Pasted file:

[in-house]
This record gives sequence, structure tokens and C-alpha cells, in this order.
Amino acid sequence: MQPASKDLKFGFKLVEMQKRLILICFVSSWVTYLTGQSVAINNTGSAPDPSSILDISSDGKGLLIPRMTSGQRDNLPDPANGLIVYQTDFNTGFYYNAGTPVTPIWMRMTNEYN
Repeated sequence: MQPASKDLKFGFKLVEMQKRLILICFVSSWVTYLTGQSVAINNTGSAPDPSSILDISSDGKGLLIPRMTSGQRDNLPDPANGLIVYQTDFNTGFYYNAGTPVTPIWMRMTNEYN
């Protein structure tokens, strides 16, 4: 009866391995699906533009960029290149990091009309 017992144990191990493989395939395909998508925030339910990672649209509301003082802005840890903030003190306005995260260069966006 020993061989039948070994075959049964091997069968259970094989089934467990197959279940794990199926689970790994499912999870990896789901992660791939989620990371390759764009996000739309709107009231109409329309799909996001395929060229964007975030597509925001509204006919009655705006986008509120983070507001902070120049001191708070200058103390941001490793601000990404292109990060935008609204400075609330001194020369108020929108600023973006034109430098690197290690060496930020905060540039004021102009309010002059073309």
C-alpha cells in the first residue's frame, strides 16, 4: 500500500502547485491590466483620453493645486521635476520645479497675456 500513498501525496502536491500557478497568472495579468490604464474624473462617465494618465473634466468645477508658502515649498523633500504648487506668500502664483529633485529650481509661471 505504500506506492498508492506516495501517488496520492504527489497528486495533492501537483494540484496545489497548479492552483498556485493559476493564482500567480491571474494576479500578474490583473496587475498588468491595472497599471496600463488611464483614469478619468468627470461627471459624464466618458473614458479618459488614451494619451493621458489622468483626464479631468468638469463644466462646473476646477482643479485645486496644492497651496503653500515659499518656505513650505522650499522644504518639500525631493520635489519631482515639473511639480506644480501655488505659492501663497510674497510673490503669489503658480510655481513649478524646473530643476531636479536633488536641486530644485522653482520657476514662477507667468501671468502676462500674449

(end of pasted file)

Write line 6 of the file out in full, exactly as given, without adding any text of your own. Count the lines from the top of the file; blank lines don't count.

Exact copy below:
C-alpha cells in the first residue's frame, strides 16, 4: 500500500502547485491590466483620453493645486521635476520645479497675456 500513498501525496502536491500557478497568472495579468490604464474624473462617465494618465473634466468645477508658502515649498523633500504648487506668500502664483529633485529650481509661471 505504500506506492498508492506516495501517488496520492504527489497528486495533492501537483494540484496545489497548479492552483498556485493559476493564482500567480491571474494576479500578474490583473496587475498588468491595472497599471496600463488611464483614469478619468468627470461627471459624464466618458473614458479618459488614451494619451493621458489622468483626464479631468468638469463644466462646473476646477482643479485645486496644492497651496503653500515659499518656505513650505522650499522644504518639500525631493520635489519631482515639473511639480506644480501655488505659492501663497510674497510673490503669489503658480510655481513649478524646473530643476531636479536633488536641486530644485522653482520657476514662477507667468501671468502676462500674449